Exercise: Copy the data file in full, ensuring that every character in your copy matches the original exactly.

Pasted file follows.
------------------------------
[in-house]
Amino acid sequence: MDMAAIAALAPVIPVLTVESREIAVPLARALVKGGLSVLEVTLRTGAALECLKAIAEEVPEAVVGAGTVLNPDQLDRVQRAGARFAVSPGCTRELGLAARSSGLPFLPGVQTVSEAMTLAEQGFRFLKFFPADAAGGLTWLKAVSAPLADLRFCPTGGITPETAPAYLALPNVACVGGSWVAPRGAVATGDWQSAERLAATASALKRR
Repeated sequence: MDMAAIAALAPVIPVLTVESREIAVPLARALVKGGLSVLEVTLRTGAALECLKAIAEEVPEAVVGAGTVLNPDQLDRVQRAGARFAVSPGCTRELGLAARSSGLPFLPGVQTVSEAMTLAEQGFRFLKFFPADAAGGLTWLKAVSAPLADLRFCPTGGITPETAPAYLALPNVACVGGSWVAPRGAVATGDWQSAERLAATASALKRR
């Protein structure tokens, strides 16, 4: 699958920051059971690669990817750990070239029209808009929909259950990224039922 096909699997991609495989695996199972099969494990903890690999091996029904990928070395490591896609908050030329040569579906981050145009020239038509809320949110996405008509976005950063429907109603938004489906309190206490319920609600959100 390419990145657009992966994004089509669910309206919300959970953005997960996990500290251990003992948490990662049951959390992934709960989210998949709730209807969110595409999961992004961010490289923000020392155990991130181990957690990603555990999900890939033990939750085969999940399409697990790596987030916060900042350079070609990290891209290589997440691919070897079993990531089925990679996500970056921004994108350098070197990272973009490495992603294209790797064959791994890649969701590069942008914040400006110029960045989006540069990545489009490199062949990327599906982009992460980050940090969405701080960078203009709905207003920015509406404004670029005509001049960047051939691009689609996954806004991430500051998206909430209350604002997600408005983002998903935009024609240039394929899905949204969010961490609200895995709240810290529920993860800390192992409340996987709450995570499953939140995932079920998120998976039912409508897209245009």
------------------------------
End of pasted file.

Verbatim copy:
[in-house]
Amino acid sequence: MDMAAIAALAPVIPVLTVESREIAVPLARALVKGGLSVLEVTLRTGAALECLKAIAEEVPEAVVGAGTVLNPDQLDRVQRAGARFAVSPGCTRELGLAARSSGLPFLPGVQTVSEAMTLAEQGFRFLKFFPADAAGGLTWLKAVSAPLADLRFCPTGGITPETAPAYLALPNVACVGGSWVAPRGAVATGDWQSAERLAATASALKRR
Repeated sequence: MDMAAIAALAPVIPVLTVESREIAVPLARALVKGGLSVLEVTLRTGAALECLKAIAEEVPEAVVGAGTVLNPDQLDRVQRAGARFAVSPGCTRELGLAARSSGLPFLPGVQTVSEAMTLAEQGFRFLKFFPADAAGGLTWLKAVSAPLADLRFCPTGGITPETAPAYLALPNVACVGGSWVAPRGAVATGDWQSAERLAATASALKRR
């Protein structure tokens, strides 16, 4: 699958920051059971690669990817750990070239029209808009929909259950990224039922 096909699997991609495989695996199972099969494990903890690999091996029904990928070395490591896609908050030329040569579906981050145009020239038509809320949110996405008509976005950063429907109603938004489906309190206490319920609600959100 390419990145657009992966994004089509669910309206919300959970953005997960996990500290251990003992948490990662049951959390992934709960989210998949709730209807969110595409999961992004961010490289923000020392155990991130181990957690990603555990999900890939033990939750085969999940399409697990790596987030916060900042350079070609990290891209290589997440691919070897079993990531089925990679996500970056921004994108350098070197990272973009490495992603294209790797064959791994890649969701590069942008914040400006110029960045989006540069990545489009490199062949990327599906982009992460980050940090969405701080960078203009709905207003920015509406404004670029005509001049960047051939691009689609996954806004991430500051998206909430209350604002997600408005983002998903935009024609240039394929899905949204969010961490609200895995709240810290529920993860800390192992409340996987709450995570499953939140995932079920998120998976039912409508897209245009």